Colombia’s electoral authority asked to study Petro’s 2022 campaign

President Gustavo Petro (Image: President's Office)

Colombia’s President Gustavo Petro said Wednesday that “the silent coup has begun” after magistrates of the National Electoral Council (CNE) proposed to formally investigate his 2022 campaign.

The formal investigation was proposed by the two magistrates who have been investigating Petro’s campaign since early 2023.

In order to open a formal investigation, magistrates Alvaro Hernan Prada and Benjamin Ortiz need the support of six of the CNE’s eight magistrates.

“Democracy is in an emergency,” said Petro on Twitter.

According to the president, a CNE investigation would be arbitrary and unconstitutional.

I invite all the instances of the Historic Pact to meet immediately and the social forces of the country to prepare themselves against the attempt to disrespect the popular vote. Democracy is in an emergency. To the progressive Colombians abroad to initiate campaigns in the world against the coup d’état in Colombia.

President Gustavo Petro

According to weekly Semana, Prada and Ortiz found multiple violations of electoral law allegedly committed by Petro’s 2022 campaign.

Their main accusation is that the Petro campaign violated the cap on campaign contributions in both the first and the second round of the presidential elections.

Ahead of the first round, Petro sponsors contributed 3.7 billion pesos ($952 thousand) more than the 28.5 billion pesos ($7.3 million) that was allowed, according to the CNE magistrates.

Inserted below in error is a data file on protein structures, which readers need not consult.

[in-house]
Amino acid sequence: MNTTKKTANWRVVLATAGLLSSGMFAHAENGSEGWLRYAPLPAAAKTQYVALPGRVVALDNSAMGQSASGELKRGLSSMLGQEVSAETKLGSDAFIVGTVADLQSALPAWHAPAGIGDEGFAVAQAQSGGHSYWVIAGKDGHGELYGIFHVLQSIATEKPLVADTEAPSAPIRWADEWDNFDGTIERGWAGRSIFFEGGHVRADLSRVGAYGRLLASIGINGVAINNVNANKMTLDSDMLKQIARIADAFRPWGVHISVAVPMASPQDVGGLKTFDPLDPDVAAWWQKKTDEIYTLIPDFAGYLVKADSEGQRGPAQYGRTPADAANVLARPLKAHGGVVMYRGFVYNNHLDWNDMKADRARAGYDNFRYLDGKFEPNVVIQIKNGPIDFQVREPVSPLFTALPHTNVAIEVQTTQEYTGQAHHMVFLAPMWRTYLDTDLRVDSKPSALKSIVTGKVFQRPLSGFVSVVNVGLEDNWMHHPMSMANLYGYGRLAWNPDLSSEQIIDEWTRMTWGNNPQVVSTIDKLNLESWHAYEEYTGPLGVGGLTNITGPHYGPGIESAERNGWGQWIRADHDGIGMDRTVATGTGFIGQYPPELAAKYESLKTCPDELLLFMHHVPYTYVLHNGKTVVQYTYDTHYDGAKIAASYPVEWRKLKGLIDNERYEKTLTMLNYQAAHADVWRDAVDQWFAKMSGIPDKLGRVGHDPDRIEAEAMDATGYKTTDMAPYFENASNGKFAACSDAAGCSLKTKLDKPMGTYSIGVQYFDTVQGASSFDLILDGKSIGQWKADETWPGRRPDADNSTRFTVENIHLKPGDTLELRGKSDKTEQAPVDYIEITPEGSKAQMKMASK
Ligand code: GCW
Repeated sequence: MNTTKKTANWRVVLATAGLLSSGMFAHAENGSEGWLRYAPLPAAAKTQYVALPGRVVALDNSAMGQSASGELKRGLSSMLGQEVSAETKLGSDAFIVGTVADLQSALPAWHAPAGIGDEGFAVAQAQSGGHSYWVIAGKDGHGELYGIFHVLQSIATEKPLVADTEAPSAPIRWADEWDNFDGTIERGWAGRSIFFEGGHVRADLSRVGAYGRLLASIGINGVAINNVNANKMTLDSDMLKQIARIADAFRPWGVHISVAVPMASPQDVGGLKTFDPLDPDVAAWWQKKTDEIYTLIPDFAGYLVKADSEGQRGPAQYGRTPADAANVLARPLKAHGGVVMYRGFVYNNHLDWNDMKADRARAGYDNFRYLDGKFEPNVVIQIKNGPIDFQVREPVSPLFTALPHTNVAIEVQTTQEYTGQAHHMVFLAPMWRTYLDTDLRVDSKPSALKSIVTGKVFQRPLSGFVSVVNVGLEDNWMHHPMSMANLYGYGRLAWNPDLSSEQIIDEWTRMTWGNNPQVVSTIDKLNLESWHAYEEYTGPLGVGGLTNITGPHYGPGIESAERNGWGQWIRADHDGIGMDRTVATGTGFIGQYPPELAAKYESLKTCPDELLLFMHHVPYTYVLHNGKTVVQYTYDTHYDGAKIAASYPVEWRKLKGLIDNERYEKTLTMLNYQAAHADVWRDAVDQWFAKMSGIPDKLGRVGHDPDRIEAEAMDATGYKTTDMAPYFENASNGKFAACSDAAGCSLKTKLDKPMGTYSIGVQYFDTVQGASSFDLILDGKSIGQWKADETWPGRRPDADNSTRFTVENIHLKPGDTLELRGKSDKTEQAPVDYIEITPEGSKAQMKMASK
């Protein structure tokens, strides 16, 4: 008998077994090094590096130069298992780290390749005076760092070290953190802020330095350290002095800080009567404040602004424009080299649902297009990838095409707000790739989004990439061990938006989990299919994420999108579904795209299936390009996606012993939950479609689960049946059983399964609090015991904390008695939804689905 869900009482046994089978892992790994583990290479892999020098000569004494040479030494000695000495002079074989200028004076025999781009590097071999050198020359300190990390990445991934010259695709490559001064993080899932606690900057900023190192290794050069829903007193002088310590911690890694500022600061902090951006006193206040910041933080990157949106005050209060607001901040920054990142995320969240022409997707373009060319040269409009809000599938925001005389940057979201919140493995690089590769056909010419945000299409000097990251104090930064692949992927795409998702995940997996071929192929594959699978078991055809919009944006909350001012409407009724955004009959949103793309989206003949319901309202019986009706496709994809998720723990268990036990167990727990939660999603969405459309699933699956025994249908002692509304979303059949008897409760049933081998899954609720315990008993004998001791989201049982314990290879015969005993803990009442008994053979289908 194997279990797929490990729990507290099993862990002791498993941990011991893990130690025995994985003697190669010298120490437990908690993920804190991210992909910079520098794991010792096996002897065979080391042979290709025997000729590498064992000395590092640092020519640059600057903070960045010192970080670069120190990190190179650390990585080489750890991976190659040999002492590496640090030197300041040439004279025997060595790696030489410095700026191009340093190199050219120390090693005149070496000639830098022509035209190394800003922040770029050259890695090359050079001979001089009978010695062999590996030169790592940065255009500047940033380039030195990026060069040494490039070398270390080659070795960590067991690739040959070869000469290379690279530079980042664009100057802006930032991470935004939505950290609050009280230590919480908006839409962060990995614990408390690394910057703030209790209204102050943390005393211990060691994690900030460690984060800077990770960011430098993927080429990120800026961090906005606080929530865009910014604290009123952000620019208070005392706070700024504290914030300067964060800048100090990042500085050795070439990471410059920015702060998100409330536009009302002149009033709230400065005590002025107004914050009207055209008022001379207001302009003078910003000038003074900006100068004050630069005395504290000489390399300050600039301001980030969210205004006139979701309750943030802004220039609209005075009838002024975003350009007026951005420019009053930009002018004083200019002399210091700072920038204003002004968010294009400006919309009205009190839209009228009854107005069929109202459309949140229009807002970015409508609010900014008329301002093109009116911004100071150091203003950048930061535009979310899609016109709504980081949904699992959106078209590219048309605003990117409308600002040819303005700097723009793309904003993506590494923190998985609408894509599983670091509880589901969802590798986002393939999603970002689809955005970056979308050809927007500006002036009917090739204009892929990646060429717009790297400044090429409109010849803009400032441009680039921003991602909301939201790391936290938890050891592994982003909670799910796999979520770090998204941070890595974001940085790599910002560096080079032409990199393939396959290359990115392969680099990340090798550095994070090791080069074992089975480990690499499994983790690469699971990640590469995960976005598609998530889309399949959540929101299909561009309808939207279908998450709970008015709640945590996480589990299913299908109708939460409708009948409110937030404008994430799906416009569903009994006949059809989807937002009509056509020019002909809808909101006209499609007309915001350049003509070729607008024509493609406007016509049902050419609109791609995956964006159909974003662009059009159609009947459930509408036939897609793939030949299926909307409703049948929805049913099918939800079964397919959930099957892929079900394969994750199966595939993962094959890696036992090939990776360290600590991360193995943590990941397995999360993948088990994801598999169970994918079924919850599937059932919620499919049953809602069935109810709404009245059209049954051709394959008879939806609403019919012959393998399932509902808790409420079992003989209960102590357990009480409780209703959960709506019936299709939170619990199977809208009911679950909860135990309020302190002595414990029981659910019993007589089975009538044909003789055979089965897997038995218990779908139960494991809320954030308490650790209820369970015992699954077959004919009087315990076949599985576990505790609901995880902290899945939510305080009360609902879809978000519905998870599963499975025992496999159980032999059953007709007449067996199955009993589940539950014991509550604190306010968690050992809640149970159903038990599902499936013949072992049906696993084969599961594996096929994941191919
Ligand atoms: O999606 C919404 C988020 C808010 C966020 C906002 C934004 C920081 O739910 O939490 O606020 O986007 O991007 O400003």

For the second round, Petro’s campaign collected 1.6 billion pesos (412 thousand) more than the 13.3 billion pesos ($3.4 million) allowed by the law, said Prada and Ortiz.

The campaign also received “forbidden” contributions from labor unions and broke electoral law by paying electoral witnesses $15 (COP60K), according to the magistrates.

In his response, Petro stressed that Prada’s party, the far-right Democratic Center, received funds from at least one foreign corporation and that compensating electoral witnesses is not part of electoral campaigning.

Whether the proposal of Prada and Ortiz will be successful is far from certain as three of the eight CNE magistrates oppose their investigation, according to newspaper El Espectador.

If the investigation is formalized and the CNE confirms the allegations made by the magistrates, this could have legal consequences for the managers of Petro’s presidential campaign.

The CNE has long lack credibility because of its failure to effectively investigate electoral corruption and its magistrates’ ties to political parties.

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